A homeless person has reportedly been found dead under a parked bus on the Indian Ocean island of Mauritius, local radio station Top FM reports. The body of a 63-year-old man, identified locally by his first name Raju was found this morning underneath a bus parked at a petrol station in the village of Rose Belle in Grand Port district, 10 kilometres west of district capital Mahébourg, in Mauritius’ south east.
It is not yet known how the victim died, or whether he was struck by the vehicle. Raju’s body was taken by ambulance to a hospital in Candos, in the western town of Quatre-Bornes, where an autopsy to determine cause of death will be performed.
The country’s police force have opened an inquiry to get to the bottom of the Rose Belle tragedy.
It is not known how many homeless people there are in Mauritius, but some estimates state around 500-700 nationally.
As London’s housing crisis spirals out of control, and both house prices and rents became more and more painful for the city’s 8 million inhabitants, one enterprising worker has taken a peculiar, if somewhat desperate, solution to keeping a roof over his head, the newspaper Metro reported yesterday.
Alex Hill, aged 24, is an IT worker who emigrated to the UK’s capital from the small town of Tewkesbury in Gloucestershire county, England. Upon arriving in the big city, he found the price of renting beyond a joke, with single bedrooms in flatshares and houseshares now costing an average £550-750 per month. Buying a house would have also been just a dream, with the average London house now selling for around £500,000. There was no way, even in his relatively well-paid career, that Alex would have been able to purchase outright.
Instead he set up home….in a large blue commercial van. Hill uses the van as a place to sleep, parking it in side streets. While this seems makeshift, the IT employee, who works in the City, is able to save £1,000 per month on rent and utilities. Unfortunately the van has no running water or WC facilities, so Hill is forced to avoid drinking fluids after 7:00 pm to avoid having to use the toilet in a city where public urination is illegal.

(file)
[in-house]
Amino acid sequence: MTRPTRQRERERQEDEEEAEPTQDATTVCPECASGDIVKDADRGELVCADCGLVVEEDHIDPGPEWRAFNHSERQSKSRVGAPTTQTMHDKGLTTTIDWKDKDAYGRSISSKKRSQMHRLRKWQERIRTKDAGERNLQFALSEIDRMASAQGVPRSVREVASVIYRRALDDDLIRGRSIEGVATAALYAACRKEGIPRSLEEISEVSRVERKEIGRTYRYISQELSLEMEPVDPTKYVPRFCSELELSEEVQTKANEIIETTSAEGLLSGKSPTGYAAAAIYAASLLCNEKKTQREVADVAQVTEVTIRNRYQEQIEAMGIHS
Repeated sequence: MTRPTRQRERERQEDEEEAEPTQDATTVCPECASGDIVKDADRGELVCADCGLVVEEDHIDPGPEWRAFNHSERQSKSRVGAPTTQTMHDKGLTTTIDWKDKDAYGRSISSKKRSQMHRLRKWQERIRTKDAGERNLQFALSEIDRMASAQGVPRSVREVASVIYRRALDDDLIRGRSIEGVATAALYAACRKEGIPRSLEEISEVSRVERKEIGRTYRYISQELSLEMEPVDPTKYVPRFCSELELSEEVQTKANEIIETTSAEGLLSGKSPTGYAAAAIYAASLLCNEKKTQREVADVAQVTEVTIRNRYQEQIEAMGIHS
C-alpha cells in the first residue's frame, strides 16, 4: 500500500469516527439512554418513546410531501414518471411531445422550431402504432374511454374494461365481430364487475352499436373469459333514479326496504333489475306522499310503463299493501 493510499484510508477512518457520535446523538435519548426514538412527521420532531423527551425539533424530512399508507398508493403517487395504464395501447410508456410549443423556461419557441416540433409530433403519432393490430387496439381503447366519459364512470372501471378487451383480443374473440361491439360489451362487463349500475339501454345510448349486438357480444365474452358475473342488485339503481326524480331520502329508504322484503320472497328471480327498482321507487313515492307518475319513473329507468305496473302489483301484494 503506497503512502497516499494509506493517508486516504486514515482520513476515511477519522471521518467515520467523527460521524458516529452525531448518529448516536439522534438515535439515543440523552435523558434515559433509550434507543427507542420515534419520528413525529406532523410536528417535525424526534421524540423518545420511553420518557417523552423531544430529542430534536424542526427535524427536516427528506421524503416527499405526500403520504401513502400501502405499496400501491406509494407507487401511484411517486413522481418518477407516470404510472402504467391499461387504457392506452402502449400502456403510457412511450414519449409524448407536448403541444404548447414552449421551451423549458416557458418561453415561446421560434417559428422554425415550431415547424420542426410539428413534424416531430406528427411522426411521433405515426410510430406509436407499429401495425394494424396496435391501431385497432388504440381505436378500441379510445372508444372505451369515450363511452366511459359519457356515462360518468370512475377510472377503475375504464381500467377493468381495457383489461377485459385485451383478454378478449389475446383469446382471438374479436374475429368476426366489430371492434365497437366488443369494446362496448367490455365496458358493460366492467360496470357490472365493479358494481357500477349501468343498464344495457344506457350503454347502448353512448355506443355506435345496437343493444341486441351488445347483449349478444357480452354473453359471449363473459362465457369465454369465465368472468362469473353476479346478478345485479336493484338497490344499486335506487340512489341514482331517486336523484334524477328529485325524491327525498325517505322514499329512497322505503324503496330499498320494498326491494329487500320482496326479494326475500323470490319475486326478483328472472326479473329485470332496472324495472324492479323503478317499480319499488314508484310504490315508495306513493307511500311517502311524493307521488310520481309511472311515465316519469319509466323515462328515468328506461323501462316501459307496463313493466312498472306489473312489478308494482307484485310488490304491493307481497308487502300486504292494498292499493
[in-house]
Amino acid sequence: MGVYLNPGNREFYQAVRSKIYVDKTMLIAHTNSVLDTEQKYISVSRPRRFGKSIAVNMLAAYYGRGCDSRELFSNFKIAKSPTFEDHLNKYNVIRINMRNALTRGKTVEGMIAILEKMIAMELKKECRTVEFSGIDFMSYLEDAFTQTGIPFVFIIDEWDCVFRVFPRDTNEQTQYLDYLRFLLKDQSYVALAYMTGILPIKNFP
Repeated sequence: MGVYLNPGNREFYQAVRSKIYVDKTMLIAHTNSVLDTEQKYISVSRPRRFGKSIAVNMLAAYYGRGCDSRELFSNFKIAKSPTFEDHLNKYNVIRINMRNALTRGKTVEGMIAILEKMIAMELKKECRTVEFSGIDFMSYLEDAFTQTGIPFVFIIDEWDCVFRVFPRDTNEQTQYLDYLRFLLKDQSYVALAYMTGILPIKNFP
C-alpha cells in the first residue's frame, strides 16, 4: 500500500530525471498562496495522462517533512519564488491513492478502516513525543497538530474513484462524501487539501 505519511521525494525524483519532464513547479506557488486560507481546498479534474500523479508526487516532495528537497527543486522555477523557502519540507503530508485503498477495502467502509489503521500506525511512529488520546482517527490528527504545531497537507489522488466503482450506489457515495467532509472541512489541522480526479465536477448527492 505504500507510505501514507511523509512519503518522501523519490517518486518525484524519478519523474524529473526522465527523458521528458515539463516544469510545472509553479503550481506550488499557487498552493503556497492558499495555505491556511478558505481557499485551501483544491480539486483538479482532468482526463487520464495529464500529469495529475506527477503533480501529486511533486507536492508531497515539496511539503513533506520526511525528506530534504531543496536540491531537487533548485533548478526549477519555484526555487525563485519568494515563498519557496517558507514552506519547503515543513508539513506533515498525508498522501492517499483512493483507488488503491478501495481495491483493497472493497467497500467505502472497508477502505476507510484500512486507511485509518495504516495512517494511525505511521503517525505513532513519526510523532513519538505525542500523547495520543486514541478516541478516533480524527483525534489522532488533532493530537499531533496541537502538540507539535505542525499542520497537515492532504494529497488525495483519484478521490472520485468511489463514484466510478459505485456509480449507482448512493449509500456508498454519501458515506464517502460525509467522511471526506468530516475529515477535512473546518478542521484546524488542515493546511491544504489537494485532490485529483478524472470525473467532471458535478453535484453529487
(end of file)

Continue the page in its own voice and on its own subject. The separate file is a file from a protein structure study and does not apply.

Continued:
He installed a bed in the vehicle, which also comes equipped with a solar powered generator for electricity and a small heater to keep Hill warm during this month’s cold winter nights.
“I was planning to cycle around Europe for a few months last summer and had already handed in the notice for my flat,” he told student newspaperThe Tab.
“The plan was to stay with friends until I got another flat, but I decided to try out living in my car for a few weeks and showering at work.”
He often parks his unusual mobile home in hip places like Clapham, Brixton or anywhere in Islington where he can visit friends and camp outside after, and surprisingly with such a large van in a city notorious for its scarcity and expense of parking places, Alex Hill says he has no trouble with parking.
He added: “I wouldn’t recommend it to everyone.
‘The most important thing for me was that I could still shower every day at the office, but it depends what you feel you need.”
It is not illegal in the UK to sleep or even live in your vehicle. Many homeless people often live in their cars in preference to being on the streets, and thousands of British holidaymakers often go on camping holidays in caravans, but Alex’s situation is also a sad example of the difficulties in finding safe and affordable accommodation in the capital, even for those in well-paid jobs.
Hill has been sleeping in his van since September 2015. The Metro article does not say whether he has any plans to move into a des res less mobile and four-wheeled.